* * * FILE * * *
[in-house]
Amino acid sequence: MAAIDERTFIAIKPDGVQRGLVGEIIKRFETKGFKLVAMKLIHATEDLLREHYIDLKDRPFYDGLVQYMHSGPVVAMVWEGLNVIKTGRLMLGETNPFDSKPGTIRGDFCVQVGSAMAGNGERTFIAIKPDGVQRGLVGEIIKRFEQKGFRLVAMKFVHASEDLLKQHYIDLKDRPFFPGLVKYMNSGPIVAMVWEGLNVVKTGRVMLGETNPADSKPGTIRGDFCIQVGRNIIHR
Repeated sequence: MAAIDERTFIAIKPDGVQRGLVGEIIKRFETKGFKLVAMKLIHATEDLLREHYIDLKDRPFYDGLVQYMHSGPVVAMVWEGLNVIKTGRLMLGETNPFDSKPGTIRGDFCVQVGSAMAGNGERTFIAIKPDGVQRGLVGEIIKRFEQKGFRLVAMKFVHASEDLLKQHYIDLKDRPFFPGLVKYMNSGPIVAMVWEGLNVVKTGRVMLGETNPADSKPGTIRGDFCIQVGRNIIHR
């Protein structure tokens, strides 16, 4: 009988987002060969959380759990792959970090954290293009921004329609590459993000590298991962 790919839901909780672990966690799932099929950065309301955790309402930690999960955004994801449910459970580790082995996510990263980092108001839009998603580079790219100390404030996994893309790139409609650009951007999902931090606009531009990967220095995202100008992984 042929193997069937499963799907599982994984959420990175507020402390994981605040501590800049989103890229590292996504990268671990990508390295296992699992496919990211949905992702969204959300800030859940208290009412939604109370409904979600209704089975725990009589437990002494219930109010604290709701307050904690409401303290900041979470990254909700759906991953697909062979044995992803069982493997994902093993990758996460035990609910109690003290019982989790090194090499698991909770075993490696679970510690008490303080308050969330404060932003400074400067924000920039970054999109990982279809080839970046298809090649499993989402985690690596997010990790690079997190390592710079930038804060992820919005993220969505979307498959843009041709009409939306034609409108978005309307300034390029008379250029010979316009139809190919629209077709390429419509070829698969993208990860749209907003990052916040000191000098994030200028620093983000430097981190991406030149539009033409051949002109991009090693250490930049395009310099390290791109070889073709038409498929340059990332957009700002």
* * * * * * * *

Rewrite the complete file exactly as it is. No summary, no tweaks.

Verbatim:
[in-house]
Amino acid sequence: MAAIDERTFIAIKPDGVQRGLVGEIIKRFETKGFKLVAMKLIHATEDLLREHYIDLKDRPFYDGLVQYMHSGPVVAMVWEGLNVIKTGRLMLGETNPFDSKPGTIRGDFCVQVGSAMAGNGERTFIAIKPDGVQRGLVGEIIKRFEQKGFRLVAMKFVHASEDLLKQHYIDLKDRPFFPGLVKYMNSGPIVAMVWEGLNVVKTGRVMLGETNPADSKPGTIRGDFCIQVGRNIIHR
Repeated sequence: MAAIDERTFIAIKPDGVQRGLVGEIIKRFETKGFKLVAMKLIHATEDLLREHYIDLKDRPFYDGLVQYMHSGPVVAMVWEGLNVIKTGRLMLGETNPFDSKPGTIRGDFCVQVGSAMAGNGERTFIAIKPDGVQRGLVGEIIKRFEQKGFRLVAMKFVHASEDLLKQHYIDLKDRPFFPGLVKYMNSGPIVAMVWEGLNVVKTGRVMLGETNPADSKPGTIRGDFCIQVGRNIIHR
């Protein structure tokens, strides 16, 4: 009988987002060969959380759990792959970090954290293009921004329609590459993000590298991962 790919839901909780672990966690799932099929950065309301955790309402930690999960955004994801449910459970580790082995996510990263980092108001839009998603580079790219100390404030996994893309790139409609650009951007999902931090606009531009990967220095995202100008992984 042929193997069937499963799907599982994984959420990175507020402390994981605040501590800049989103890229590292996504990268671990990508390295296992699992496919990211949905992702969204959300800030859940208290009412939604109370409904979600209704089975725990009589437990002494219930109010604290709701307050904690409401303290900041979470990254909700759906991953697909062979044995992803069982493997994902093993990758996460035990609910109690003290019982989790090194090499698991909770075993490696679970510690008490303080308050969330404060932003400074400067924000920039970054999109990982279809080839970046298809090649499993989402985690690596997010990790690079997190390592710079930038804060992820919005993220969505979307498959843009041709009409939306034609409108978005309307300034390029008379250029010979316009139809190919629209077709390429419509070829698969993208990860749209907003990052916040000191000098994030200028620093983000430097981190991406030149539009033409051949002109991009090693250490930049395009310099390290791109070889073709038409498929340059990332957009700002």